In 2021, Little Warsaw Autumn becomes a teenager. Eleven is an age when the child is fully immersed in humanity. It is conscious both of its presence and of all the consequences and values of being a child, slowly becoming an adult. At the same time, it is a moment in life when amongst intellectual processes, critical thinking becomes particularly important. This year’s Warsaw Autumn is a more critical teenager, hesitating between two major approaches to music: on the one hand as an aesthetic experiment, pure pleasure of immersing in sounds, timbres, musical structures, emotions and sheer musical action triggered by those emotions, and on the other hand, its social role and vocation. It will also perform its first autoanalysis, based on its experience of being a child, working with the youngest audiences in the context of contemporary music. It will look closely at the issues of childhood, but it will primarily—as always—invite you to play with sounds, experiment, and experience music from a purely aesthetic point of view.
In 2021, Little Warsaw Autumn will focus variously on what it stems for: the premises of the Festival’s main thread. Addressing the motif of immersing the listener in art, we shall invite our youngest audiences—but also the somewhat more aged—to a fuller sensual reception of art: listening–watching, i.e. the simultaneous perception of music and image. Our premiere installation Lightsound (Neon Ninths) by Mirosław Filonik and Tadeusz Sudnik, presented at the Warsaw Praga Museum, will immerse watchers–listeners in a geometry of stellar constellations, in which—just as in music—imaginary distances (virtual lines) are crucial, traced between stellar points through perspective. Who did not marvel at the night sky peppered with bright stars as a child? And can the visual distances between those stars be “measured” with sound intervals? This remote image symbolises an inaccessible spacetime, metaphorically expressed by the lights installation of Mirosław Filonik, while the music of Tadeusz Sudnik will help immerse in it.
Little Warsaw Autumn will show its critical face at the premiere performance entitled Music Lesson, authored by young artists Anna Szwajgier and Horacy Muszyński. Through an experimental combination of performative action and sound sphere, this works tackles the place of real issues and topics particularly important in childhood: school. At the Nowy Świat Muzyki space, we shall participate in a special lesson: perhaps not just of music but also relations, social life, expressing emotions, being together, collective action? And while this action takes place, we shall again and anew ponder over the role of music in society, its power of shaping the human character and building society. The role of modern music in the growth of young children will the topic of a special online panel, Mozart effect or Szymański effect? Small Children and Contemporary Classical Music, featuring educators, animators, music teachers, and composers.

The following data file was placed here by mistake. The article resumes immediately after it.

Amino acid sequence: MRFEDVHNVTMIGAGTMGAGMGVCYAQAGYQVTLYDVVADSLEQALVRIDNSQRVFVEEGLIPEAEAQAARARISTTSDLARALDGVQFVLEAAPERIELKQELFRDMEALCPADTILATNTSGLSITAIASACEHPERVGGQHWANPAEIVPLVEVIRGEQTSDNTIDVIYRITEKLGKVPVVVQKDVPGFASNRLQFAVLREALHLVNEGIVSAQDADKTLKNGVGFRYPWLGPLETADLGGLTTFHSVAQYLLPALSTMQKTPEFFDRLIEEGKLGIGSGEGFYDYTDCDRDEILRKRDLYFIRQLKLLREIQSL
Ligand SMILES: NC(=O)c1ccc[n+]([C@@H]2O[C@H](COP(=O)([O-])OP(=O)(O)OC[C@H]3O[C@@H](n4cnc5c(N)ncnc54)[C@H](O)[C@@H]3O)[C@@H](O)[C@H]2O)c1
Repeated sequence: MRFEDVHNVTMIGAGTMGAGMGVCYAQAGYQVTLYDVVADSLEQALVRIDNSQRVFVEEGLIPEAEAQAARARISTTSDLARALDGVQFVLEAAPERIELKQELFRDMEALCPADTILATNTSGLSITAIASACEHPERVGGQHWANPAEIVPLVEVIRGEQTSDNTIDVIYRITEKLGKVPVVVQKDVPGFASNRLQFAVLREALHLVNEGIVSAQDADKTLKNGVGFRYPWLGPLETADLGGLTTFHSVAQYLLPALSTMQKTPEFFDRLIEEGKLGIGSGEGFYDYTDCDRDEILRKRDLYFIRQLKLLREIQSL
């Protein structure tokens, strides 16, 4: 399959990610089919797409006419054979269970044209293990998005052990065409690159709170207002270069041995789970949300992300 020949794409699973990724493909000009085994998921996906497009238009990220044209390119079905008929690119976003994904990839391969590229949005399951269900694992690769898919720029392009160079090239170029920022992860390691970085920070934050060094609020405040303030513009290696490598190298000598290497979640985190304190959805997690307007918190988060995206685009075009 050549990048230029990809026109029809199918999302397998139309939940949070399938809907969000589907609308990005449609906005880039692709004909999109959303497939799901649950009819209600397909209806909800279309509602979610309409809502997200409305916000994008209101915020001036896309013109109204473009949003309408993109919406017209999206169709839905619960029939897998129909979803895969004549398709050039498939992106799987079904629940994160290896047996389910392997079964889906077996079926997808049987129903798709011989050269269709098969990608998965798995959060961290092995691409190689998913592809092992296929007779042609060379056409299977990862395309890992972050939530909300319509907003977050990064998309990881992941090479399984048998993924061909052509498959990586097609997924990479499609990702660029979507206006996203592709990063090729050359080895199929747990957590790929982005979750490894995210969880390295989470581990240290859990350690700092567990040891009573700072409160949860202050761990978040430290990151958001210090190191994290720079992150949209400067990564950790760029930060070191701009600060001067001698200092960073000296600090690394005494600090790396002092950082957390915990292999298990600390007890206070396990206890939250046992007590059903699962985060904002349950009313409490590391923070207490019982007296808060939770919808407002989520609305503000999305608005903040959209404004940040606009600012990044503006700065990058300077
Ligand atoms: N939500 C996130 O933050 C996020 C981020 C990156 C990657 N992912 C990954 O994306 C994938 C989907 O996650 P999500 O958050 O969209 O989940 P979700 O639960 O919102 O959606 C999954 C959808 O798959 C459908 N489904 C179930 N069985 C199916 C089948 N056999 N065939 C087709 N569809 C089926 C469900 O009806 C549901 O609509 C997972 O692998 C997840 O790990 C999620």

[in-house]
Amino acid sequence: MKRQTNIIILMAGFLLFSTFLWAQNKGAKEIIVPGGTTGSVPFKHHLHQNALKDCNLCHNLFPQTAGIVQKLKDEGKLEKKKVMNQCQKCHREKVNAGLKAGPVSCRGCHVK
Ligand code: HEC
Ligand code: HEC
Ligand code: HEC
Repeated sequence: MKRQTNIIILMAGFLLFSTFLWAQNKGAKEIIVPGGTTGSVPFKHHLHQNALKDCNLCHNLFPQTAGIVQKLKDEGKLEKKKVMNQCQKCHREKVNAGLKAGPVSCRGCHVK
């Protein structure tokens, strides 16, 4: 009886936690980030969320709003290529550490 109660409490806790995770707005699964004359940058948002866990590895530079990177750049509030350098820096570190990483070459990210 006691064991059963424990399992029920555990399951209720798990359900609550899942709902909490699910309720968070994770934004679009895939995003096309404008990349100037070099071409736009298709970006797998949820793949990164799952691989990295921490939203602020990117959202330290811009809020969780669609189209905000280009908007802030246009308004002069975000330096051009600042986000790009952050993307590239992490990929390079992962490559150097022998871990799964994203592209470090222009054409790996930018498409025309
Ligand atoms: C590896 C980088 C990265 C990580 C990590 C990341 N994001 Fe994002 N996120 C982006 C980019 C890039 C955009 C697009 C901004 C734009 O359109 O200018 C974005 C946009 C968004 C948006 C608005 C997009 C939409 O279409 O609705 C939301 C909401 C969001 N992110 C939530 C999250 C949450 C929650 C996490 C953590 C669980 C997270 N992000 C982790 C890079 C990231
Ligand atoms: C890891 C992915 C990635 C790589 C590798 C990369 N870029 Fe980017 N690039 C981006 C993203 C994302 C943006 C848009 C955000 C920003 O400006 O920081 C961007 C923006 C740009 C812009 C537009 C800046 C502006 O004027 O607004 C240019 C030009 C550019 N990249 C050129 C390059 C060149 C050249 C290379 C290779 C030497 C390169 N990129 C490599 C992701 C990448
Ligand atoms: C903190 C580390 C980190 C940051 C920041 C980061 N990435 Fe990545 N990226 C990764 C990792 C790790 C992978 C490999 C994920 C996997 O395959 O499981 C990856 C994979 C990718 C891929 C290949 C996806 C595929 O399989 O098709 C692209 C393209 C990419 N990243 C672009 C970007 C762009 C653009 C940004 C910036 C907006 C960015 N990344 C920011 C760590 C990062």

By linking directly with the main thread of Warsaw Autumn, Little Warsaw Autumn will for the first time feature present in such a focused way the alternative creative faces of the Festival’s main protagonists: Polish composers. “Alternative” here means “leading composers of contemporary music” as authors of children’s miniatures, writers of music for the most demanding audience. Thus monumental, “serious” music at our evening and night events of the Festival’s main thread will be juxtaposed with witty, light, “ingenuous” music at children’s concerts. We shall compare and contrast this at concerts at the Ujazdowski Castle Centre for Contemporary Art (Plushies) and at the seat of Sinfonia Varsovia (Bazylek at Warsaw Autumn). The former will not so much allow our young audience to see and touch their favourite toys but find out what is a “musical fluffy.” During the latter concert, we shall accompany Basil—a now-famous fluffy, created during the pandemic and inseparable from the Sinfonia Varsovia orchestra ever since—in learning about the Warsaw Autumn Festival and find out for ourselves what contemporary music really is.
The above-mentioned protagonists of Little Warsaw Autumn, composers borrowed from the “Big” one, shall include Polish composers Wojciech Błażejczyk, Krzysztof Knittel, Elżbieta Sikora, Lidia Zielińska, Tadeusz Wielecki, Agata Zubel, and Wojciech Ziemowit Zych. Our young audiences will also familiarise themselves with the works of international composers such as Salvatore Sciarrino.
This year’s Little Warsaw Autumn invites you to venues symmetrically spread over the two banks of the Vistula rivers. In the Praga district, we shall be present at the Warsaw Praga Museum on Targowa Street (Praga North) and at the seat of the Sinfonia Varsovia at Grochowska Street (Praga South). We shall visit for the first time Nowy Świat Muzyki, on the river’s other bank.
In terms of instruments, Little Warsaw Autumn this year is dominated by the voice, piano, flute, and percussion. Performers include notably Dorota Miśkiewicz, Joanna Freszel, the Kwadrofonik ensemble, Adam Kośmieja, and musicians of the Sinfonia Varsovia orchestra: Andrzej Krzyżanowski and Karol Krasiński. Selected events and concerts will be chaired by favourite animators Anna Szawiel and Malina Sarnowska, the latter with the support of actors and animators Aneta Jucejko-Pałęcka and Wojciech Pałęcki. The 11th Little Warsaw Autumn will feature 11 premieres of works by Polish composers, including eight first performances and two first Polish performances.
All Little Warsaw Autumn events will take place live at concert halls with audience participation, and will additionally be recorded and made available on the Festival’s website.
Curator of Little Warsaw Autumn